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Jenny J.J.I. "A New Yorker" (That Lives in Carolinas)

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So Close [DVD] [2002] [2004]
So Close [DVD] [2002] [2004]
Dvd ~ Qi Shu
Price: £6.23

10 of 10 people found the following review helpful
4.0 out of 5 stars A perfect example on why looks can be deceiving, 8 Feb 2008
This review is from: So Close [DVD] [2002] [2004] (DVD)
I admire woman who can hold there own and this film says it all. While watching this I couldn't help but to think of Charlies Angels plus the opening scene with Lynn easily marks out the style of this film. "So Close" revolves around a computer program that can hack all the security cameras on earth. Developed by their dad, the program was inherited by Shu Qi and Vicky Zhao after his death, and rather than sell it and make lots of money, they use it to become career assassins - follow your dreams! But after years of busting caps, Shu Qi has become a hurting-on-the-inside kind of lady. Her passion for being a super cool hit woman has cooled and she's starting to feel sorry for the thousands of people she took away. Unable to bring herself to do more than kneecap the legions of goons she used to blithely blow away, she's started to think about getting out of the game, finding a guy, and settling down. Little sis, Vicky Zhao, on the other hand, wants to be like big sis and open many cans of whup a** on veritable armies of henchmen. Karen Mok, a cop who has run into the glass ceiling so hard she's got a concussion, unwinds from all the razzing she gets from her sexist colleagues by pursuing Vicky and Shu Qi and maybe, just maybe, falling for Vicky in the process. Cop/criminal romances are, historically, really bad ideas but it works really well here.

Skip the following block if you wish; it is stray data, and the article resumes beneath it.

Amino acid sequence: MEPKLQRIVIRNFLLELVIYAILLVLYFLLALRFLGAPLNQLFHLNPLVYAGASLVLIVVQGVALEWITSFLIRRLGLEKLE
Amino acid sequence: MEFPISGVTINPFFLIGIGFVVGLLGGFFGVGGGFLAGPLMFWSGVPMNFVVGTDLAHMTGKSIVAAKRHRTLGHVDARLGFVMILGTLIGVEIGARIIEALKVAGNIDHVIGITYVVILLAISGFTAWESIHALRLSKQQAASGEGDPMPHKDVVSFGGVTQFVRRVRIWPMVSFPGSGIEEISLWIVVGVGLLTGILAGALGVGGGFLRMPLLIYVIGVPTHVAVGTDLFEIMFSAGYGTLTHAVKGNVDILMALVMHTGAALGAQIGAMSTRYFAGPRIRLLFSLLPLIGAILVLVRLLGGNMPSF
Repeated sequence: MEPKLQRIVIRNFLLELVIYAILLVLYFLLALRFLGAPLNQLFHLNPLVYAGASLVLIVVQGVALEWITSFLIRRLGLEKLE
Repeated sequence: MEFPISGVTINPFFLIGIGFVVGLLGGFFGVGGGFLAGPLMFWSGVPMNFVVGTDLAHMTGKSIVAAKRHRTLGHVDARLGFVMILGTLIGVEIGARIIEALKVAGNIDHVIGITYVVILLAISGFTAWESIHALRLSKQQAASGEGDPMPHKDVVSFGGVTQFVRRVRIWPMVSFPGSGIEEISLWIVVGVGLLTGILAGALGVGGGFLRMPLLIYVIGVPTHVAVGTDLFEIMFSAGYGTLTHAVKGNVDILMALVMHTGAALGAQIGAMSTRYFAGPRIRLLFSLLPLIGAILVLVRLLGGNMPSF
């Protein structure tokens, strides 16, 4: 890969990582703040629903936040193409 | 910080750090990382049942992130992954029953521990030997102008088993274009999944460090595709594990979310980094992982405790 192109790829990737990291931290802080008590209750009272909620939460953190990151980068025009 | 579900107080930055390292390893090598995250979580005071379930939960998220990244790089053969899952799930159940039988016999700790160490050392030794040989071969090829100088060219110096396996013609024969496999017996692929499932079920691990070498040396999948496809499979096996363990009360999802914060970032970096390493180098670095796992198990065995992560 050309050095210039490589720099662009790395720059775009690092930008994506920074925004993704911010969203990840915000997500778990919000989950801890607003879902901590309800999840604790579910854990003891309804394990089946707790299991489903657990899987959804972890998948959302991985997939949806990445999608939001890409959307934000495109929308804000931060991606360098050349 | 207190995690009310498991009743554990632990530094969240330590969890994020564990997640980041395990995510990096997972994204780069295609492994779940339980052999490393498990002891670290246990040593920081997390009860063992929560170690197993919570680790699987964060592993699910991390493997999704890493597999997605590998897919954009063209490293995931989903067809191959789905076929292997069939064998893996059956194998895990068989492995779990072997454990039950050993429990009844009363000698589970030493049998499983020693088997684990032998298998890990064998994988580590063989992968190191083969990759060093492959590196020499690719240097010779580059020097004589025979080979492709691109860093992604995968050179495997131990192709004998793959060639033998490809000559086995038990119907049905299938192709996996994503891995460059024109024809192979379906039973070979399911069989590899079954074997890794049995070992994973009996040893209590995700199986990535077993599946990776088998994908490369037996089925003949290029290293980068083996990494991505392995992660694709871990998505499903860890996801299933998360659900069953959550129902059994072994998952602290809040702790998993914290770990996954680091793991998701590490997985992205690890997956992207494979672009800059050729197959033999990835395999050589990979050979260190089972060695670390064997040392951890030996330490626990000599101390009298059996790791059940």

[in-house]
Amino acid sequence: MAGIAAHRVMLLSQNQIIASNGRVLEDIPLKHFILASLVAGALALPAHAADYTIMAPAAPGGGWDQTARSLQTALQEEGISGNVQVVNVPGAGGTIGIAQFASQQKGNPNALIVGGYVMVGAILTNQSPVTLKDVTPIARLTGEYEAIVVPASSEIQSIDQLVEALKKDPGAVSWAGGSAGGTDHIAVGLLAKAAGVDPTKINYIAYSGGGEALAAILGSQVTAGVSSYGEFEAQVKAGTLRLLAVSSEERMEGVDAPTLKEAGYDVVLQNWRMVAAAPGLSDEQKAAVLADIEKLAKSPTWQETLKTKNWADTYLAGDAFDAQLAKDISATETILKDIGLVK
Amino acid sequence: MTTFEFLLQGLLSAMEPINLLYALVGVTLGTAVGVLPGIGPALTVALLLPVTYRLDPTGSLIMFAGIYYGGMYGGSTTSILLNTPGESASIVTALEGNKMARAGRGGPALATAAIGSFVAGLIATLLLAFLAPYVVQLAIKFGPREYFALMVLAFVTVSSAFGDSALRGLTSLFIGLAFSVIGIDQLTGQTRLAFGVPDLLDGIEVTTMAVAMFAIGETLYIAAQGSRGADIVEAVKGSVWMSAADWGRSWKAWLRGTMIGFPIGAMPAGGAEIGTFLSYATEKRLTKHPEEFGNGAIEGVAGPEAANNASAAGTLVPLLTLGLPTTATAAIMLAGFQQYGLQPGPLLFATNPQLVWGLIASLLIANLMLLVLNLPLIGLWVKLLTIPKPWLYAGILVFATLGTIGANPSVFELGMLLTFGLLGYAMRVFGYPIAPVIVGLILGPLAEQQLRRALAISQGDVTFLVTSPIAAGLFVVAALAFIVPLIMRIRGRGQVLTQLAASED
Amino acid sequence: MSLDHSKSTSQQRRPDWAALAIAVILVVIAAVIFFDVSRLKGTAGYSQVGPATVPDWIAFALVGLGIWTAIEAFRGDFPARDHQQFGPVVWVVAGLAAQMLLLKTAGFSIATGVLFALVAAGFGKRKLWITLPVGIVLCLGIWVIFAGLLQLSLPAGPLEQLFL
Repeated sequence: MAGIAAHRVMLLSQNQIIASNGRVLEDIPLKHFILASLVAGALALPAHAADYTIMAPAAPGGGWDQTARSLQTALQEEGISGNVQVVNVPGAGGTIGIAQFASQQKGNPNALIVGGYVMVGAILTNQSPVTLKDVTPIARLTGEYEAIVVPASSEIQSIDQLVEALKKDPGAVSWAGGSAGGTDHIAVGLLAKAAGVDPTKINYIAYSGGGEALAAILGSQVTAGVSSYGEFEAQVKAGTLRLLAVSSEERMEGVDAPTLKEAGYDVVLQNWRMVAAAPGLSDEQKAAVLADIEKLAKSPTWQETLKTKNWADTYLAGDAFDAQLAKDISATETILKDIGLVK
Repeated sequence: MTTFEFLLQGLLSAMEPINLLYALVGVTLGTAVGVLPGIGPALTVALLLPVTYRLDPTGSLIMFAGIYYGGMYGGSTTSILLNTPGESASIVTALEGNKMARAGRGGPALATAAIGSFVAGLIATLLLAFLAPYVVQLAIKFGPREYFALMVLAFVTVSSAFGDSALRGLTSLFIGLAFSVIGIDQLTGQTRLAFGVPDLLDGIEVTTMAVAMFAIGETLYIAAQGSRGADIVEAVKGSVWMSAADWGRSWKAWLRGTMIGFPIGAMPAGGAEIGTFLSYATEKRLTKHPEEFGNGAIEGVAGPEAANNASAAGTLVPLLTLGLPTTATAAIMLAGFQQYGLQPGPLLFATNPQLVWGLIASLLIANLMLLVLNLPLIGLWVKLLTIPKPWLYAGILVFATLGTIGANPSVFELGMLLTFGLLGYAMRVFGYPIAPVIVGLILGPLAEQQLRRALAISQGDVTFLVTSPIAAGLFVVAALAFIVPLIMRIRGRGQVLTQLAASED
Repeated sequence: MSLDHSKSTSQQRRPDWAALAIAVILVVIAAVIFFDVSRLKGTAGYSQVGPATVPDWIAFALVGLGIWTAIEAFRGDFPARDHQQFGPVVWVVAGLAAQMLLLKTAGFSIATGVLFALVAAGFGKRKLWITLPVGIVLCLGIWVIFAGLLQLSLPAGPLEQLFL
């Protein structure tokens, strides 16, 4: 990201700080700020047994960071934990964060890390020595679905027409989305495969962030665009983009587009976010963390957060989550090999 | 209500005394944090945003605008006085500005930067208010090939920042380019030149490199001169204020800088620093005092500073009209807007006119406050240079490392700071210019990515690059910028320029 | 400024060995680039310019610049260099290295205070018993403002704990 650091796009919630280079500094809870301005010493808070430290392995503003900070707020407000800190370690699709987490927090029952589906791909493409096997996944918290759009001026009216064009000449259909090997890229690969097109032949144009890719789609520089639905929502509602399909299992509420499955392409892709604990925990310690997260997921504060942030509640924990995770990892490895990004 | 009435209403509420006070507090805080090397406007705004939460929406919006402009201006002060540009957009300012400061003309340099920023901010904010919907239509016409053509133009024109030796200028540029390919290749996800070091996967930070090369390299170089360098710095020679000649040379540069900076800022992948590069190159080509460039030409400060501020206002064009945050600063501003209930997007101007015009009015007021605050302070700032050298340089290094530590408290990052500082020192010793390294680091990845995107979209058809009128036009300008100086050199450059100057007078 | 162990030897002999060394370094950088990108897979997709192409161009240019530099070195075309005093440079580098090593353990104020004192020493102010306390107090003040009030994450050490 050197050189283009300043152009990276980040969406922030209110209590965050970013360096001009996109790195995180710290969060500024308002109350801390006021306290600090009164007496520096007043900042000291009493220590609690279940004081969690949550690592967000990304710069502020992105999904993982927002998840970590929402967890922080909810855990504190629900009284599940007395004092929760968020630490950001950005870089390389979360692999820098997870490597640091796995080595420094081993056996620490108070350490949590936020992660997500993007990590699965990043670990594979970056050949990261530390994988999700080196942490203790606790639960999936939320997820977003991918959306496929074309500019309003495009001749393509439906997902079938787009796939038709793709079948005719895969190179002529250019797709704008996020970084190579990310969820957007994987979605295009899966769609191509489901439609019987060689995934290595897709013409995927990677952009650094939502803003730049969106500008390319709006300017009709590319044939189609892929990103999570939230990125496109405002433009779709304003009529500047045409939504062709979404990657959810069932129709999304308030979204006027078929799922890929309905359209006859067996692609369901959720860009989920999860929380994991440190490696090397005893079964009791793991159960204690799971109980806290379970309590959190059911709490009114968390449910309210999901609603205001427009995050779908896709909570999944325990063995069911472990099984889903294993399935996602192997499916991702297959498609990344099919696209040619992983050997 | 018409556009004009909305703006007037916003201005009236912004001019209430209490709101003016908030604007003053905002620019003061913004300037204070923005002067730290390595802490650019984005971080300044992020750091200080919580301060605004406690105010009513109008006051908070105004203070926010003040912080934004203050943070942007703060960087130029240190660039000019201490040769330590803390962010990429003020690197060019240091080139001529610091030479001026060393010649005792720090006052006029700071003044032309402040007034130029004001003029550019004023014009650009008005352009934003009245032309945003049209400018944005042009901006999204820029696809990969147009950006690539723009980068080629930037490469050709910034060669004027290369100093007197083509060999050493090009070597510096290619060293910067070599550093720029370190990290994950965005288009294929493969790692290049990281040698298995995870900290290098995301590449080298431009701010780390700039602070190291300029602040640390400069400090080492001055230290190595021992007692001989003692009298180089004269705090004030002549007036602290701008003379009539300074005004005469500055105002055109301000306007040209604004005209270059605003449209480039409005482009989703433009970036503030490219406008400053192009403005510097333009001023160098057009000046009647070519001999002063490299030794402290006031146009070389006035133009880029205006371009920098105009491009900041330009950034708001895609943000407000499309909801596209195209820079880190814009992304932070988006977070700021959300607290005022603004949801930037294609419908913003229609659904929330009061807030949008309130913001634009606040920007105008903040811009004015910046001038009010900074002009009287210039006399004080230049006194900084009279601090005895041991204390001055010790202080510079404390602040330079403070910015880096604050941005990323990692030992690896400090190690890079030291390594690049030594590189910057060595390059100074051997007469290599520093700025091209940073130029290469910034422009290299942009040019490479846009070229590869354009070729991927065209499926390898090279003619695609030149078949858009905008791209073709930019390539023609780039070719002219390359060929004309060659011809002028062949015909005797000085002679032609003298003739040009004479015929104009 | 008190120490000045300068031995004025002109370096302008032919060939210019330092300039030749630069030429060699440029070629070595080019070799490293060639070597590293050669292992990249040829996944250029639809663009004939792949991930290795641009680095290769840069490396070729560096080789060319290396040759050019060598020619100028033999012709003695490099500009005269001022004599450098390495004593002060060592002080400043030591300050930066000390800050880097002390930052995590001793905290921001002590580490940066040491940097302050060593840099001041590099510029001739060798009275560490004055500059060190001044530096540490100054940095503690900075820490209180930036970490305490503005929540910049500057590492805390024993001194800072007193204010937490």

Flying bullets, spinning sidekicks, supercomputer balderdash, car chases, and shattering sheets of glass tumble off the screen like an all-you-can-eat action feast and it takes a fight with Japanese screen legend Yasuaki Kurata to bring this whole buffet to a close. Corey Yuen deploys the pop ballad "Close To You" all over the soundtrack and here's a chance for a whole new generation to get it stuck in their heads, associating it with images of Shu Qi dealing out death from nickel-plated 9mm's.

"So Close" is a movie that manages the neat trick of being simultaneously super-silly and super-cool. With Corey Yuen bringing years of being Jet Li's action director to the table; and Vicky Zhao, Karen Mok and Shu Qi bringing perfect hair, perfect clothes, and perfect roundhouse kicks, it's like a fashion shoot that cant be beat.
Comment Comments (2) | Permalink | Most recent comment: Oct 23, 2011 3:11 AM BST

Self-Massage for Athletes: 1
Self-Massage for Athletes: 1
by Rich Poley
Edition: Paperback
Price: £10.91

2 of 2 people found the following review helpful
4.0 out of 5 stars You would never have thought that you can be your own massage therapist, 8 Feb 2008
For those of you who don't know I practice yoga on a every other day basis and after reading this book it turn out to compliment each other. Although often thought of as a technique that requires two people, massage on yourself is also beneficial and can be done at any time during the day. Most people practice the art of self-massage without thinking about it, whether they are rubbing their forehead because of a headache, scrubbing themselves with a loofah sponge in the shower, or rubbing their feet after a long day you are giving yourself a mini-massage.